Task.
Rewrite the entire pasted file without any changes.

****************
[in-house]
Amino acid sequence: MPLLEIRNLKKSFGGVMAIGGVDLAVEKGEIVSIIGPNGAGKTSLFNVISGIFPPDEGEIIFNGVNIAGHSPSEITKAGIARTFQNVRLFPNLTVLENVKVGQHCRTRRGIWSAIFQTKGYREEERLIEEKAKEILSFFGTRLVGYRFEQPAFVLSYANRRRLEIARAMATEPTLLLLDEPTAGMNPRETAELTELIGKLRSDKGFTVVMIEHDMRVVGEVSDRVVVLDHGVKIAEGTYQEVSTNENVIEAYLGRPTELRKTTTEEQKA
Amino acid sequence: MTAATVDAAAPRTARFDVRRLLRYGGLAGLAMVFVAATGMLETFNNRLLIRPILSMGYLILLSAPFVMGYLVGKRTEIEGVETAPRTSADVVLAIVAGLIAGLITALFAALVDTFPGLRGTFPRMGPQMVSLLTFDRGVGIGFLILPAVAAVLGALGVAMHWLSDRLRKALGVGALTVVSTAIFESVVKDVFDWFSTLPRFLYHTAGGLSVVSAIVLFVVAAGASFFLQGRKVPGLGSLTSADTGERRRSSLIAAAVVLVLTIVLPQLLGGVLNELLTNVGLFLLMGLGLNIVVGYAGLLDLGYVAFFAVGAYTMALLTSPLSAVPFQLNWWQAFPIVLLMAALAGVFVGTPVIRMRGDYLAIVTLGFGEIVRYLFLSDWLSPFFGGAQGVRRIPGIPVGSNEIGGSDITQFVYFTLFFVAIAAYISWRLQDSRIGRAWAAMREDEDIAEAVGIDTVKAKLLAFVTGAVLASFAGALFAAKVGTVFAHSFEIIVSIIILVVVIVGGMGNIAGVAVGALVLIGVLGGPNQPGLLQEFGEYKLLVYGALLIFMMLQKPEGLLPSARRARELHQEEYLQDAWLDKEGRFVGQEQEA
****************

[in-house]
Amino acid sequence: MPLLEIRNLKKSFGGVMAIGGVDLAVEKGEIVSIIGPNGAGKTSLFNVISGIFPPDEGEIIFNGVNIAGHSPSEITKAGIARTFQNVRLFPNLTVLENVKVGQHCRTRRGIWSAIFQTKGYREEERLIEEKAKEILSFFGTRLVGYRFEQPAFVLSYANRRRLEIARAMATEPTLLLLDEPTAGMNPRETAELTELIGKLRSDKGFTVVMIEHDMRVVGEVSDRVVVLDHGVKIAEGTYQEVSTNENVIEAYLGRPTELRKTTTEEQKA
Amino acid sequence: MTAATVDAAAPRTARFDVRRLLRYGGLAGLAMVFVAATGMLETFNNRLLIRPILSMGYLILLSAPFVMGYLVGKRTEIEGVETAPRTSADVVLAIVAGLIAGLITALFAALVDTFPGLRGTFPRMGPQMVSLLTFDRGVGIGFLILPAVAAVLGALGVAMHWLSDRLRKALGVGALTVVSTAIFESVVKDVFDWFSTLPRFLYHTAGGLSVVSAIVLFVVAAGASFFLQGRKVPGLGSLTSADTGERRRSSLIAAAVVLVLTIVLPQLLGGVLNELLTNVGLFLLMGLGLNIVVGYAGLLDLGYVAFFAVGAYTMALLTSPLSAVPFQLNWWQAFPIVLLMAALAGVFVGTPVIRMRGDYLAIVTLGFGEIVRYLFLSDWLSPFFGGAQGVRRIPGIPVGSNEIGGSDITQFVYFTLFFVAIAAYISWRLQDSRIGRAWAAMREDEDIAEAVGIDTVKAKLLAFVTGAVLASFAGALFAAKVGTVFAHSFEIIVSIIILVVVIVGGMGNIAGVAVGALVLIGVLGGPNQPGLLQEFGEYKLLVYGALLIFMMLQKPEGLLPSARRARELHQEEYLQDAWLDKEGRFVGQEQEA